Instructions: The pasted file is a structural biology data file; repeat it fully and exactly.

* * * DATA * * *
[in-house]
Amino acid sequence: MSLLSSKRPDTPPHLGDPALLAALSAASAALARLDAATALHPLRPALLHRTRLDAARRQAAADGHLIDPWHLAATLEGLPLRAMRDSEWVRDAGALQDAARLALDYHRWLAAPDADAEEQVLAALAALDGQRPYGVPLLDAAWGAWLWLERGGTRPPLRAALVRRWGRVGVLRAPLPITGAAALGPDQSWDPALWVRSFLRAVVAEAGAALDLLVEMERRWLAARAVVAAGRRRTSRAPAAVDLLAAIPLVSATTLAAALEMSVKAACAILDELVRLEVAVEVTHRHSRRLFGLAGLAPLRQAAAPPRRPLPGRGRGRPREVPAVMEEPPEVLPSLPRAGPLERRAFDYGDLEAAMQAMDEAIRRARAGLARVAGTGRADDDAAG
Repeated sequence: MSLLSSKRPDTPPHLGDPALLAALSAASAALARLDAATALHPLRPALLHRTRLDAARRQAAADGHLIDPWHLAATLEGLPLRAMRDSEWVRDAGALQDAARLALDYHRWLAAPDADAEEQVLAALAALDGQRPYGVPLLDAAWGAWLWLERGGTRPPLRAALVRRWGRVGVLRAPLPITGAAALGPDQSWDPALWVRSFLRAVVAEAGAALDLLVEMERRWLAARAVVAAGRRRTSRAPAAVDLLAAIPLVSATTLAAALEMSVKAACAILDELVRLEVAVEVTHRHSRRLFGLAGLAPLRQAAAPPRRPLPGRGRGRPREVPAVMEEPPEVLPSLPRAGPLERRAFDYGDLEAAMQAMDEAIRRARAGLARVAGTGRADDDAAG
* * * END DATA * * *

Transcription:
[in-house]
Amino acid sequence: MSLLSSKRPDTPPHLGDPALLAALSAASAALARLDAATALHPLRPALLHRTRLDAARRQAAADGHLIDPWHLAATLEGLPLRAMRDSEWVRDAGALQDAARLALDYHRWLAAPDADAEEQVLAALAALDGQRPYGVPLLDAAWGAWLWLERGGTRPPLRAALVRRWGRVGVLRAPLPITGAAALGPDQSWDPALWVRSFLRAVVAEAGAALDLLVEMERRWLAARAVVAAGRRRTSRAPAAVDLLAAIPLVSATTLAAALEMSVKAACAILDELVRLEVAVEVTHRHSRRLFGLAGLAPLRQAAAPPRRPLPGRGRGRPREVPAVMEEPPEVLPSLPRAGPLERRAFDYGDLEAAMQAMDEAIRRARAGLARVAGTGRADDDAAG
Repeated sequence: MSLLSSKRPDTPPHLGDPALLAALSAASAALARLDAATALHPLRPALLHRTRLDAARRQAAADGHLIDPWHLAATLEGLPLRAMRDSEWVRDAGALQDAARLALDYHRWLAAPDADAEEQVLAALAALDGQRPYGVPLLDAAWGAWLWLERGGTRPPLRAALVRRWGRVGVLRAPLPITGAAALGPDQSWDPALWVRSFLRAVVAEAGAALDLLVEMERRWLAARAVVAAGRRRTSRAPAAVDLLAAIPLVSATTLAAALEMSVKAACAILDELVRLEVAVEVTHRHSRRLFGLAGLAPLRQAAAPPRRPLPGRGRGRPREVPAVMEEPPEVLPSLPRAGPLERRAFDYGDLEAAMQAMDEAIRRARAGLARVAGTGRADDDAAG